|Reference : Reactive Attachment Disorder and socio-emotional development in childhood: Clinical revi...|
|Scientific congresses and symposiums : Poster|
|Social & behavioral sciences, psychology : Treatment & clinical psychology|
|Reactive Attachment Disorder and socio-emotional development in childhood: Clinical review.|
|Wertz, Céline [Université de Liège - ULg > Département Psychologies et cliniques des systèmes humains > Psychologie clinique >]|
|Gauthier, Jean-Marie [Université de Liège - ULg > Département Psychologies et cliniques des systèmes humains > Psychologie clinique de l'enfant et de l'adolescent >]|
|Blavier, Adelaïde [Université de Liège - ULg > Département Psychologies et cliniques des systèmes humains > Ergonomie et intervention au travail >]|
|Annual Meeting of the Belgian Psychological Society|
|27 mai 2011|
|[en] reactive attachment disorder ; emotional regulation ; social skills|
|[en] The quality of interactions experienced with primary attachment figures influence the development of emotional skills. On the other hand, we know how emotions fill a critical adaptive role for the social adjustment, in that they assume both a communicative function and an informative value.
In this research, we were particularly interested in how children’s patterns of attachment were expressed in terms of emotional regulation abilities. According to Laible & Thompson’s observations (1998), we tested the following hypothesis: insecure attachment representations are associated with a poverty of skills in decoding emotional signals. They especially would affect the perception of negative emotional expressions.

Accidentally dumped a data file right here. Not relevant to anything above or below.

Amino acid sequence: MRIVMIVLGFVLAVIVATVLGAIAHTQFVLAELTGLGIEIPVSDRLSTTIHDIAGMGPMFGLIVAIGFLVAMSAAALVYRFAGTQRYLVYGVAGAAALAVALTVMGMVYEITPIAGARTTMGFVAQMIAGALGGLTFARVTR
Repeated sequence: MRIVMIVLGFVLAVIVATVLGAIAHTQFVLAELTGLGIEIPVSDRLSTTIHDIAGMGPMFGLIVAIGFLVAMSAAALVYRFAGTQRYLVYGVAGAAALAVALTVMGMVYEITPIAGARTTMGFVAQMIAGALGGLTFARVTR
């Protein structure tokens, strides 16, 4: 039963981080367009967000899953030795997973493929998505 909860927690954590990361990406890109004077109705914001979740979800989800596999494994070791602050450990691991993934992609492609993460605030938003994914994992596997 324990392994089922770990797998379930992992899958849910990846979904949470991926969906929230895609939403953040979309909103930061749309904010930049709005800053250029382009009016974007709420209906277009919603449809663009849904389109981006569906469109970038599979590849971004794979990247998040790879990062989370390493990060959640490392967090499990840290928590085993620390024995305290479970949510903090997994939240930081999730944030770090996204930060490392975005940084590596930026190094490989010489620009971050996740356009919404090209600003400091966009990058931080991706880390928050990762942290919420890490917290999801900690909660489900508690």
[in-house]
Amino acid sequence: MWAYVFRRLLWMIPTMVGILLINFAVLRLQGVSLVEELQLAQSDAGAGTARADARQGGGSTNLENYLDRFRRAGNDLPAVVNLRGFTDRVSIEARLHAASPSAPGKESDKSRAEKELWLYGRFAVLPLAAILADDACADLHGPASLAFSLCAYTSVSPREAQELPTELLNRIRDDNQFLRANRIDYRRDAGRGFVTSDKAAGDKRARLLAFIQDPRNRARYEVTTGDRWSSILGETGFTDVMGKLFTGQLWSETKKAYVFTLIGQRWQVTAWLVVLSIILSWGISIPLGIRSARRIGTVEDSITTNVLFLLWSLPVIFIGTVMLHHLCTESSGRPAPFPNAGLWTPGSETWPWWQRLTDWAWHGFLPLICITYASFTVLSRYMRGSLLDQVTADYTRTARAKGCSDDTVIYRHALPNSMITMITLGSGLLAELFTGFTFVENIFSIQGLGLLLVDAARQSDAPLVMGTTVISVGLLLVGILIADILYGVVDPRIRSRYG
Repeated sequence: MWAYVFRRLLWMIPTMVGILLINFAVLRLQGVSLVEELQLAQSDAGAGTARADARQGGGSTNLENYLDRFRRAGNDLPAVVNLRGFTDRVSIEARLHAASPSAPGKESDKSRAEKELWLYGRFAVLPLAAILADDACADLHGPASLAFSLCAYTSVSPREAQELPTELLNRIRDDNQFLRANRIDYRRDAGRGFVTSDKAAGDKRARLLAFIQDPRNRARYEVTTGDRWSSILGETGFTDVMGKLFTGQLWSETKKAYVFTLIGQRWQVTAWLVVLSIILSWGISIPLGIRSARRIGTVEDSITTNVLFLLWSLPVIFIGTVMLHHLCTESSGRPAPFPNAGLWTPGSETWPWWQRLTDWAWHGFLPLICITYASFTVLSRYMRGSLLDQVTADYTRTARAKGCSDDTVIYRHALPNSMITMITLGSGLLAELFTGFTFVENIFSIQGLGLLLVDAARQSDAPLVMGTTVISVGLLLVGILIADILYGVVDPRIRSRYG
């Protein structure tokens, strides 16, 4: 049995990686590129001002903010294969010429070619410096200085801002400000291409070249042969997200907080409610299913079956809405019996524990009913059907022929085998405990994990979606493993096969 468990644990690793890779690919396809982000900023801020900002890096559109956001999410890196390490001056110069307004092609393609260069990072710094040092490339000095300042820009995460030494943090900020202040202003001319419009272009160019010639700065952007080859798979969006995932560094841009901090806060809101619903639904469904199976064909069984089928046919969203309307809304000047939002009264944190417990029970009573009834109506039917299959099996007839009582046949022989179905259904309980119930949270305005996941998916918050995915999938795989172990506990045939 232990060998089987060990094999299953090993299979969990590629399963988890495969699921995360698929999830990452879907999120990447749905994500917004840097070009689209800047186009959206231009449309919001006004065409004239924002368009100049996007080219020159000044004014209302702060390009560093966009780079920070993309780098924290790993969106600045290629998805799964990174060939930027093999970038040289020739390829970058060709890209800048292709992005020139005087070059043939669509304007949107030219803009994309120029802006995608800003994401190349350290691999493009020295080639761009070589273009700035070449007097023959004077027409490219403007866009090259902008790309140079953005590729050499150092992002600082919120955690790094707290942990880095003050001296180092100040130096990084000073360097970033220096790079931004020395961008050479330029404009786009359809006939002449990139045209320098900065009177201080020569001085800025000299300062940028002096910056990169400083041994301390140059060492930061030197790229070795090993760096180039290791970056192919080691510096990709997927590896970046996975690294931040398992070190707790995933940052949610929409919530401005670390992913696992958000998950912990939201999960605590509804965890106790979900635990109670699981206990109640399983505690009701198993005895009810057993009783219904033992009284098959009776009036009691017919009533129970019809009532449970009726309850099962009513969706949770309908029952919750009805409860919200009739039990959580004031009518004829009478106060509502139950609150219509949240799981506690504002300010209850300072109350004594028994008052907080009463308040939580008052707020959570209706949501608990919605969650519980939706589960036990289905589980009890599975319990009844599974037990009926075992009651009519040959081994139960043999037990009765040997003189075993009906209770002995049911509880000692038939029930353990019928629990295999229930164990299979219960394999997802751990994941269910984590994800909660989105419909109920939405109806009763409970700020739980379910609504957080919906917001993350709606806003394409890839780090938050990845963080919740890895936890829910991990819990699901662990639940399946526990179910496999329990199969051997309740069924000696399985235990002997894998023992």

We tested this hypothesis by the meeting of five children of primary school age (5 to 8 years old) with a reactive attachment disorder and through the establishment of two methodological tools. At first, the Attachment Story Completion Task (Bretherton et al., 1990) allowed us to identify attachment representations for each child. Secondly, inspired by Pollak & al.’s study, we developed a recognition task of facial emotional expressions.
We observed in these children low average rates of identification of basic and primary emotions. Especially, the accuracy of judgments was not only a function of emotion’s valence, but was also dependant of the child’s attachment pattern. Finally, this research confirmed the observations, already showed in previous studies, that interpersonal difficulties presented by these children could be explained specifically by their inefficiency in interpreting social cues surrounding emotional events (Crick & Dodge, 1994).
|Centre d'expertise en psychotraumatisme et psychologie légale|
|Université de Liège|
|Researchers ; Professionals ; Students|
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